Theologian Henri Nouwen writes, “Our society encourages individualism. We are constantly made to believe that everything we think, say, or do, is our personal accomplishment, deserving individual attention. But as people who belong to the communion of saints, we know that anything of spiritual value is not the result of individual accomplishment but the fruit of a communal life.” Community is not an option, according to Nouwen, but rather is inherently indicative of a communion of saints – people who follow Jesus Christ. I’ve had the privilege of participating in many Christian communities, but none as unique and family-like as the community of Egbe. It was in Egbe at the ECWA Hospital that I witnessed a Gospel-centered community, bearing the fruit of healing and reconciliation for its members and neighbors – Christian and non-Christian alike.
As I stepped off the bus and onto Egbe soil for the first time, I didn’t have enough time to unload my luggage before I was greeted by dozens of joyful, warm, and friendly hospital staff and church members. Each man and woman shook my hand excitedly and told me emphatically, “You are welcome!” Needless to say, after their warm greetings, gifts of two very alive chickens, and cartons of cold fountain drinks, I felt extremely welcome and blessed to be there. Admittedly, I was also startled by the remarkable level of hospitality. Was this the norm? Does the community always exhibit this kind of welcome? As the days went by, it was clear that Nigeria, and especially Nigerian Christians, model a communion and a culture of hospitality that I would do well to learn from.
My primary role during my trip to Egbe was to assist in installing a new sound system in the hospital’s own on site ECWA church called The Chapel of Blessing, and on Monday we got right to work! I met the incredible team of devoted worship leaders, musicians, and sound technicians who consistently serve their church family through song, and I helped them create a plan for properly installing the system. It was exciting to unbox the new equipment with them, knowing that it would make an impact on their church – enabling the congregation to more clearly hear Pastor Sola’s weekly messages and worship the Lord with even more joy, freedom, and excellence. We faced numerous challenges throughout the week, but thanks to the encouragement of friends like Paul (Ariyo) and expertise from Ayo, we ended up manufacturing a secure wooden sound booth for the digital mixer and augmenting the power supply with an inverter to protect the equipment electronically. We had just enough time to string together a practice sound check on Saturday in preparation for worship on Sunday.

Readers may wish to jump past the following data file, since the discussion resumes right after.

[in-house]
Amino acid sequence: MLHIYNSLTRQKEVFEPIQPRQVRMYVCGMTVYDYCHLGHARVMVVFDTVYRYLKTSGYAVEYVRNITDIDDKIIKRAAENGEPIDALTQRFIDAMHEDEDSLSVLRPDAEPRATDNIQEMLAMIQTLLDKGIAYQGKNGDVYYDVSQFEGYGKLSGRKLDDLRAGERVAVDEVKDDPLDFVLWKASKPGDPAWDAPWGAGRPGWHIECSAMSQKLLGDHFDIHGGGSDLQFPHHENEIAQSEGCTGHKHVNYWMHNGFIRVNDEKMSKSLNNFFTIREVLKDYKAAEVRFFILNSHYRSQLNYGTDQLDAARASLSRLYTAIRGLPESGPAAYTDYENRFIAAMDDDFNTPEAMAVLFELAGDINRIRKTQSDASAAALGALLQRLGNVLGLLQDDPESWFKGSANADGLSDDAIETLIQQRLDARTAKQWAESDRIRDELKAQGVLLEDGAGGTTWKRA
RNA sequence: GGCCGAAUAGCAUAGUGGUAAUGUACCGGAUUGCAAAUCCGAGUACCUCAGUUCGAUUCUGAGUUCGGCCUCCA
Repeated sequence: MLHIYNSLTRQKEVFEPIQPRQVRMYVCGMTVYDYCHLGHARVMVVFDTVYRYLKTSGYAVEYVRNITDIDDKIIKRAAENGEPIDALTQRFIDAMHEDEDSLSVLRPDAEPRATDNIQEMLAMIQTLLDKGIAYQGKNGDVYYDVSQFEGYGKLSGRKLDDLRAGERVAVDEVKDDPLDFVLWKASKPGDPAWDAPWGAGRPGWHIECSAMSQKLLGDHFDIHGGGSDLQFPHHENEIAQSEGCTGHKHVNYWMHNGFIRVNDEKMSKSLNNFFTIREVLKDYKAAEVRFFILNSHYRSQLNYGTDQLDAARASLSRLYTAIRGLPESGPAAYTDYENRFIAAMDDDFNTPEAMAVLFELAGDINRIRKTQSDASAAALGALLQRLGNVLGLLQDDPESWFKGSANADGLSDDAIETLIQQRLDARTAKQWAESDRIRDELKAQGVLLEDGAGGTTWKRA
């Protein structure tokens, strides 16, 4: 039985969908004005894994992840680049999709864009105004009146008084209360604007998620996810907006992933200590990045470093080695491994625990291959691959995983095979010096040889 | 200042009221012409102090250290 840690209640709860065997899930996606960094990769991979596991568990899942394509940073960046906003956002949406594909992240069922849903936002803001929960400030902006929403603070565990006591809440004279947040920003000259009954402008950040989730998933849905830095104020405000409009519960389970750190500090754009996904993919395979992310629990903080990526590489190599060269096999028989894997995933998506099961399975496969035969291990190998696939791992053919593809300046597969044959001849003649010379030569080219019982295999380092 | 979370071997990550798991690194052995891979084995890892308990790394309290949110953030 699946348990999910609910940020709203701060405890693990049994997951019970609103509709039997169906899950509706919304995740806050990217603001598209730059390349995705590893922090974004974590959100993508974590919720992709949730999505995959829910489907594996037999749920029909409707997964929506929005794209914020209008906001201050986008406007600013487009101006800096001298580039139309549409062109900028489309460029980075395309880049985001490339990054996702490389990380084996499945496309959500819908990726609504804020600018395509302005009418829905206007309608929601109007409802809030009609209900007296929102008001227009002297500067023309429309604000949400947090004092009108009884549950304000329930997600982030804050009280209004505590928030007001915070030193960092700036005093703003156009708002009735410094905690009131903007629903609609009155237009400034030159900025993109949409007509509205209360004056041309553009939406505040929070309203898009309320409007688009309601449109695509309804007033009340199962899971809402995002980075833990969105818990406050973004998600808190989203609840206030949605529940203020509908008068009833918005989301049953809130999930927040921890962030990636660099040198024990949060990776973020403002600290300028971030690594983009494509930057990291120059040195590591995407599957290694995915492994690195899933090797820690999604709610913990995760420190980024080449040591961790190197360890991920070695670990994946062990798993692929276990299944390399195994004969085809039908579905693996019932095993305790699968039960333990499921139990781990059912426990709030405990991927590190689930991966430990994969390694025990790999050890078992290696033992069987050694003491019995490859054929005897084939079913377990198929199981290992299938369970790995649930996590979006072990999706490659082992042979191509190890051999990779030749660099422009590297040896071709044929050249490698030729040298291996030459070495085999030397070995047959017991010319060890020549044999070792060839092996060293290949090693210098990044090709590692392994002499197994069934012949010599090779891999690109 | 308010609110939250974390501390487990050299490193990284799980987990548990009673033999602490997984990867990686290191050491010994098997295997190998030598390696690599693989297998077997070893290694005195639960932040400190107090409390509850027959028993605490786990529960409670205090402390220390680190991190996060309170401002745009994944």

The highlight of my three weeks in Egbe was the first Sunday that the church got to use the new equipment. There was a noticeable energy in the room as the service began and the talented choir led us in the first song. As I stood behind the sound board along with “Blue,” the Chapel of Blessing’s sound engineer, I realized one of the roles that the new sound equipment would play – simply support the astonishing volume of the singing congregation as they sang and lifted up praise to the Lord. Yet again, I was startled by the sense of communion within the Egbe community. Church was not an environment to enter and exit as individuals, but a place to join together in a heavenly song. Egbe is a place to get excited about the Lord, and shout louder than you have before about what the Lord is doing in the Earth. As opposed to our growing Western culture of individualism, in Egbe I witnessed a Gospel community wherein the norm is to beautifully out-sing the sound system, no matter how loud or new the equipment. Egbe’s song of community cannot be thwarted. Egbe’s song is community, and that is a distinguishable spiritual value of eternal significance and worth.
Written by B. Burrows